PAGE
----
Cloud Native – Much More Than a Buzzword

With cloud enablement becoming a ‘must-have’ for enterprises, adopting the Cloud Native approach is seen as an essential part of an organization’s progressive engineering goals. Enterprises are already starting to realize the returns by accepting and transforming to the Cloud Native philosophy. Predictions show that the number of such applications is going to double by 2020.

What is Cloud Native?

First and foremost, Cloud Native is like adopting a new culture which requires a mindset shift from the traditional way of architecting and developing applications. It is a way of:

  • Gaining maximum benefits from the cloud ecosystem
  • Thinking of services offered by a cloud provider and how they can be applied and optimally configured to solve the use case
  • Switching to various new architectural patterns for development and deployment.
Why take the effort?

Listed here are a few of the more important reasons for moving away from traditional application building approaches:

  1. Business agility – Software delivery has evolved from being a major event, which would often result in downtime, to something which is done silently without any business disruption. Release cycles have typically narrowed down from months to minutes. Organizations are now trying to beat the competition by releasing faster.
  2. Cost optimization – The ‘pay only for what you use’ (pay as you go) model suits the variation seen in application usage of all modern-day software. The immediate benefit obtained by saving cost is reason enough for the executives of an organization to be convinced to move towards Cloud Native.
  3. Self-service – From provisioning to deployment to fault tolerance. All of it can now be made API based thus paving the way for automation.
  4. Scaling the beast – Scaling only the parts of the application which need to scale as opposed to scaling the application as a whole, is perhaps the most significant advantage for Cloud-Native applications. Also, the burden of actually scaling a component is offloaded to the service provider via a set of rules and can be controlled & configured as needed, giving an advantage to the operations team of flexibility along with convenience.
How … and the rest of it …

Below are the basic tenets of building a native cloud application:

  • Move to micro services-based architecture

Micro-services based architecture is the first and most fundamental shift in the way applications are architected. It involves providing deep thought on module design and decomposing them into independent and atomic units which talk with others over application level protocols.

  • Adhere to the 12-factor app principles

These twelve principles are guidelines which, if followed would ensure –

  1. Higher scalability & better maintainability
  2. Resiliency and system being self-healing in nature
  3. Portability between execution environments which minimizes discrepancies between Dev/Test/Prod
  4. Automation of infrastructure provisioning and configuration
  • Imbibe the DevOps culture

Incorporating this practice will increase the ability of the business to deliver applications reliably and at a higher velocity. Practices like continuous delivery, once set, would make ensure quicker and efficient releases.

  • Use Containers and its Orchestrators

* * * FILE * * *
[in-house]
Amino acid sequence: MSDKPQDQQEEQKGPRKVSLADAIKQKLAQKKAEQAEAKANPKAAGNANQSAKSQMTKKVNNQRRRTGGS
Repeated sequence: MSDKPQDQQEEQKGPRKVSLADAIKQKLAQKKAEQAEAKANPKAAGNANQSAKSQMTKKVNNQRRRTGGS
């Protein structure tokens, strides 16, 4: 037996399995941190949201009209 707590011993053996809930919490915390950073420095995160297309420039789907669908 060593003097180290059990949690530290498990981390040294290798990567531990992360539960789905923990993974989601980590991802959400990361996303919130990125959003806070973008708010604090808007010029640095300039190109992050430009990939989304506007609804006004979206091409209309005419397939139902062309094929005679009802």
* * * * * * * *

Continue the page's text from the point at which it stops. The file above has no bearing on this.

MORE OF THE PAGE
The disruption caused by container-based technologies for packaging and controlling applications has taken the software world by storm. Containers have become the most critical tool in the gamut of Cloud Native technologies. With containers arises the need to manage and coordinate them, thus giving rise to orchestration tools which provide benefits like auto-discovery, load balancing & health checks. Use of containers & orchestration tools is an integral part of building applications for the cloud.

  • Real-time logging and monitoring

Add the ability to monitor the infrastructure and application components right from the design stage (and not as an afterthought). Monitoring will allow real-time alerts in case of emergency and aid in troubleshooting and auditing and help manage risks arising from usage, security, outages, etc. proactively.

  • Choose the ‘right’ cloud provider

All of the principles mentioned above will halt at a decision point ‘Which cloud suits our needs the best?’ As the monopoly concerning public cloud is broken with major players providing the same set of benefits and matching each innovative feature, it is in the best interest of the organization to do a detailed study of both requirements and cost for the best kind of fitment.

Watch out for pitfalls

Using cloud services require a great deal of effort regarding study and time spent on configuration & code. Once chosen will result in tight coupling of the deployed software and the underlying cloud platform. If for some reason you need to change the cloud provider, there will be a significant effort in rewriting & redesigning the software. While Hybrid cloud and Multi-cloud approaches may seem like a viable option due to a balanced risk of workloads, both implementation and governance are both complexes. One way to counter the above is to follow a Cloud Agnostic approach where the architecture does not use any cloud-specific service and typically uses open source tools, frameworks & languages to implement the architecture right from load balancers to persistence mechanisms to microservices. The clear disadvantage here is that the time it takes to build & deploy increases by twofold or more

To conclude …

If you are part of the forward-looking decision-making team at your organization, embracing the Cloud Native philosophy is inevitable, and it is best to start now. It is a slow process but once completed will pay rich dividends with reduced efforts and optimized cost.